Research finds that some lesbian and bisexual girls are unaware of the dangers of catching STIs from other girls.
According to a new revealing study, most queer girls don’t realise that STIs can be caught from other girls, which potentially calls for improved sex education classes.
The research was conducted by the U.S. non-profit group Centre for Innovative Public Health Research, along with the University of British Columbia and City University of New York.
For the study, researchers interviewed 160 cisgender girls in the U.S. between the ages of 14 and 18 who identified as either lesbian, bi or another sexual minority. Researchers found that one of the main reasons for their limited use of dental dams was due to a lack of knowledge.
Jennifer Wolowic, study co-author and UBC youth health researcher, said:
What surprised us was their overall lack of knowledge when it came to safe sex practices with female partners. When we asked why, many told us they didn’t find their sex ed programs–if they even had one–to be very informative. And even when they asked questions, the focus on heterosexual sex made them feel uncomfortable.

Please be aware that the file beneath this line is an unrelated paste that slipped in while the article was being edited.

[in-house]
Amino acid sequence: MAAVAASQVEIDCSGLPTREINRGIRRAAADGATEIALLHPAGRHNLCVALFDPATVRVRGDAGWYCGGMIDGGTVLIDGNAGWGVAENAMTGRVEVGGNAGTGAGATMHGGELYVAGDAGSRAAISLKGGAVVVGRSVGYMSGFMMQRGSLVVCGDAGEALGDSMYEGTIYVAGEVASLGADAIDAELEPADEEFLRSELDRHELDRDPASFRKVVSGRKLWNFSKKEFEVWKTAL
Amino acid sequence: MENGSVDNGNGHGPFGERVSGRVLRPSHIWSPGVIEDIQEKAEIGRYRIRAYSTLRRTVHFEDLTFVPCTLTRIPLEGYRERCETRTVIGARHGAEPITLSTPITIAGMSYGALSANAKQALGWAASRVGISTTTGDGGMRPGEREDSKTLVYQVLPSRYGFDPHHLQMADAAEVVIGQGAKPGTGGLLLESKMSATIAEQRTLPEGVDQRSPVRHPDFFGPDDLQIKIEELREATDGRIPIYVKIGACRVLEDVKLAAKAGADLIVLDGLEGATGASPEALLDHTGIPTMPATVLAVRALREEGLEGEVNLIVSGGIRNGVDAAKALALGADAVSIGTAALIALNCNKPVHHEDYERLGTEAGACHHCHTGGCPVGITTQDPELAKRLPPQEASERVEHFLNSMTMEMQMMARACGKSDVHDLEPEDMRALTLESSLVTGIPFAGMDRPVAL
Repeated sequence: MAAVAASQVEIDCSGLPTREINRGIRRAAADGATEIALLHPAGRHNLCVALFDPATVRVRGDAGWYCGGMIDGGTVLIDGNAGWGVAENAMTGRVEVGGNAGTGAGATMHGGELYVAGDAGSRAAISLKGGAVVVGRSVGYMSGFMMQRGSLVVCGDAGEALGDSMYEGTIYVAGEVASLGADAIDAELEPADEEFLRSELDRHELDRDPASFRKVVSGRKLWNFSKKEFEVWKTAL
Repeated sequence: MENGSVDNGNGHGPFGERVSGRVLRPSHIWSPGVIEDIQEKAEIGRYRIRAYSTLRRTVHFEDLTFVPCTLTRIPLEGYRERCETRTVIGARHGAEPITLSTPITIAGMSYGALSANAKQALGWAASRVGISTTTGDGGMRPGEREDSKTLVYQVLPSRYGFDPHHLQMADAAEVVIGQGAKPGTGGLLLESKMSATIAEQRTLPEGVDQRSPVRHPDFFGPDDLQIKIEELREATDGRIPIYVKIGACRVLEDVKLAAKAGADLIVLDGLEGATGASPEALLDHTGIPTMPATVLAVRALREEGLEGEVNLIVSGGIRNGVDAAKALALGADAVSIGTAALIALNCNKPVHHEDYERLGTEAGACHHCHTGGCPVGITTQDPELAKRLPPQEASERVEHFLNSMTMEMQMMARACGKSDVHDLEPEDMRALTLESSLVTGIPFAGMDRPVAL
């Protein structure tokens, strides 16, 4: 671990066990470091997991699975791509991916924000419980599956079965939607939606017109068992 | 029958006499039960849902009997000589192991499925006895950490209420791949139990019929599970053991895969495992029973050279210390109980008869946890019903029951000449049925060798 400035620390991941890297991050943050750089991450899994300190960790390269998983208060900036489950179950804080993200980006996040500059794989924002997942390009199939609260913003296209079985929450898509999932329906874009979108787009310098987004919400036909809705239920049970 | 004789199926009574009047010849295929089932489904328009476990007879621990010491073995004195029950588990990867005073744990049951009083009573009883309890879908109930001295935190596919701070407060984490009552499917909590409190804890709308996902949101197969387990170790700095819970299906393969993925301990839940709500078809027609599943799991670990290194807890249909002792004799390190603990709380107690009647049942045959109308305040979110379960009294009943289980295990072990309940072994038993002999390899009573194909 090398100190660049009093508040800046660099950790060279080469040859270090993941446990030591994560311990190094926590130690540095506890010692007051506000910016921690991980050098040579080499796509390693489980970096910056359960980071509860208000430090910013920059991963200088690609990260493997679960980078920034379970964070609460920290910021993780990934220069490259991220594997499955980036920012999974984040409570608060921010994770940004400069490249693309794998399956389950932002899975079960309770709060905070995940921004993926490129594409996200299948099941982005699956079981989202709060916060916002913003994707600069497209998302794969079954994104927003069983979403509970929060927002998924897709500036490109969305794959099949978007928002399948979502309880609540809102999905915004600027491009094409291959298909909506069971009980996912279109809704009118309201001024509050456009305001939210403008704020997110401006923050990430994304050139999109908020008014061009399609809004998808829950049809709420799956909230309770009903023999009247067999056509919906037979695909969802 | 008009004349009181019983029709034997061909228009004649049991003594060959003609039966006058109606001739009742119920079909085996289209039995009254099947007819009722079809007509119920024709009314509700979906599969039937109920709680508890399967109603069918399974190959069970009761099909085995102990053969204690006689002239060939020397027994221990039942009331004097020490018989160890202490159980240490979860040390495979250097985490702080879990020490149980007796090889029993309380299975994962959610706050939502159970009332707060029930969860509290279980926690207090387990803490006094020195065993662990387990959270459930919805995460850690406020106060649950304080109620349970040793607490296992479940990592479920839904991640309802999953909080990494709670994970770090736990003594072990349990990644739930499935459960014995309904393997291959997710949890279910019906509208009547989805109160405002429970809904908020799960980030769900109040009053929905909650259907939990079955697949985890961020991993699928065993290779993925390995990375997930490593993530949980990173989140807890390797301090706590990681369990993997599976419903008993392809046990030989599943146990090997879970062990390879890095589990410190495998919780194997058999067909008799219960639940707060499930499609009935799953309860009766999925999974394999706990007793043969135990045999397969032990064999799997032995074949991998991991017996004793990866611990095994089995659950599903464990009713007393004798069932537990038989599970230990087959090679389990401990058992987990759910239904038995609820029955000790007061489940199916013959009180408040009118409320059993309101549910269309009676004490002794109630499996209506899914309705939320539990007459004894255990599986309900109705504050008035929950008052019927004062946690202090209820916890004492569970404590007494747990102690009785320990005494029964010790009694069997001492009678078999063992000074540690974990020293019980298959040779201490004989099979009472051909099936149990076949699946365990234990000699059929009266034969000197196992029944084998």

Some participants to the survey said they were aware of forms of protection, such as dental dams, yet were unaware of where they could purchase them. Whilst male condoms are widely available, with some pharmacies also selling female condoms, the sale of dental dams seems to usually be online.
The results of the study highlights an important need for an more inclusive sex education program, as it seems to cater to straight students. Elizabeth Saewyc, director of the UBC School of Nursing and co-author of the study, said:
Young people need accurate sexual health information, but sex education has traditionally focused on heterosexual sex. Our findings suggest we need to create more inclusive curriculum to help lesbian and bisexual girls have the knowledge they need to make healthy sexual decisions.
The study ‘Why Girls Choose Not to Use Barriers to Prevent Sexually Transmitted Infection During Female-to-Female Sex’ was published in the the Journal of Adolescent Health in December.